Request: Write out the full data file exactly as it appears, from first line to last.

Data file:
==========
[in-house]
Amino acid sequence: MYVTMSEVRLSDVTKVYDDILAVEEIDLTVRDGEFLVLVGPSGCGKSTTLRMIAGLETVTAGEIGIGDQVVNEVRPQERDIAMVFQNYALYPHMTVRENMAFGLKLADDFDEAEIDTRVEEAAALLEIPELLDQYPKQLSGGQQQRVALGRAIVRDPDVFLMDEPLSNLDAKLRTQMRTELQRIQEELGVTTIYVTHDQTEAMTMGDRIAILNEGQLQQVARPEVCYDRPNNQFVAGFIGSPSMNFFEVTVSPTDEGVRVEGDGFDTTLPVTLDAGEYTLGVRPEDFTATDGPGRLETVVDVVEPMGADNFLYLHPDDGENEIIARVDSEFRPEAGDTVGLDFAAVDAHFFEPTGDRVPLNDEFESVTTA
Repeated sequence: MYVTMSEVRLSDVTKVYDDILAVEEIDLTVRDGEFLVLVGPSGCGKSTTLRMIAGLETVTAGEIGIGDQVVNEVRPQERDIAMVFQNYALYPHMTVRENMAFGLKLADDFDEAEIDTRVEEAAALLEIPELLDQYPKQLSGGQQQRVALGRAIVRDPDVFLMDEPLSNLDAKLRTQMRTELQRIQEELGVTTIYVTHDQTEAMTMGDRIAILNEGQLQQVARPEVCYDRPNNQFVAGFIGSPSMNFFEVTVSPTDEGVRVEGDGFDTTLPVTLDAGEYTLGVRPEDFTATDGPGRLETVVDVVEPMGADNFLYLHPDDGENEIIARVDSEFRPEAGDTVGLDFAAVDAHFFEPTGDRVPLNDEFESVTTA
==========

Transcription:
[in-house]
Amino acid sequence: MYVTMSEVRLSDVTKVYDDILAVEEIDLTVRDGEFLVLVGPSGCGKSTTLRMIAGLETVTAGEIGIGDQVVNEVRPQERDIAMVFQNYALYPHMTVRENMAFGLKLADDFDEAEIDTRVEEAAALLEIPELLDQYPKQLSGGQQQRVALGRAIVRDPDVFLMDEPLSNLDAKLRTQMRTELQRIQEELGVTTIYVTHDQTEAMTMGDRIAILNEGQLQQVARPEVCYDRPNNQFVAGFIGSPSMNFFEVTVSPTDEGVRVEGDGFDTTLPVTLDAGEYTLGVRPEDFTATDGPGRLETVVDVVEPMGADNFLYLHPDDGENEIIARVDSEFRPEAGDTVGLDFAAVDAHFFEPTGDRVPLNDEFESVTTA
Repeated sequence: MYVTMSEVRLSDVTKVYDDILAVEEIDLTVRDGEFLVLVGPSGCGKSTTLRMIAGLETVTAGEIGIGDQVVNEVRPQERDIAMVFQNYALYPHMTVRENMAFGLKLADDFDEAEIDTRVEEAAALLEIPELLDQYPKQLSGGQQQRVALGRAIVRDPDVFLMDEPLSNLDAKLRTQMRTELQRIQEELGVTTIYVTHDQTEAMTMGDRIAILNEGQLQQVARPEVCYDRPNNQFVAGFIGSPSMNFFEVTVSPTDEGVRVEGDGFDTTLPVTLDAGEYTLGVRPEDFTATDGPGRLETVVDVVEPMGADNFLYLHPDDGENEIIARVDSEFRPEAGDTVGLDFAAVDAHFFEPTGDRVPLNDEFESVTTA